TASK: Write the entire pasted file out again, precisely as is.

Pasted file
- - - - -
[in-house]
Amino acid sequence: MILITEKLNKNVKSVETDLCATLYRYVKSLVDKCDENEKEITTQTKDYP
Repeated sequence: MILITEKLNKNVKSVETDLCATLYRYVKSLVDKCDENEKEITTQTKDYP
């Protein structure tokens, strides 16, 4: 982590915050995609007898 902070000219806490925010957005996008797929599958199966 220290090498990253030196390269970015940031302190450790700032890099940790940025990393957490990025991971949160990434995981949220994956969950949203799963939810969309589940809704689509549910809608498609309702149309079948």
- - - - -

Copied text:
[in-house]
Amino acid sequence: MILITEKLNKNVKSVETDLCATLYRYVKSLVDKCDENEKEITTQTKDYP
Repeated sequence: MILITEKLNKNVKSVETDLCATLYRYVKSLVDKCDENEKEITTQTKDYP
């Protein structure tokens, strides 16, 4: 982590915050995609007898 902070000219806490925010957005996008797929599958199966 220290090498990253030196390269970015940031302190450790700032890099940790940025990393957490990025991971949160990434995981949220994956969950949203799963939810969309589940809704689509549910809608498609309702149309079948």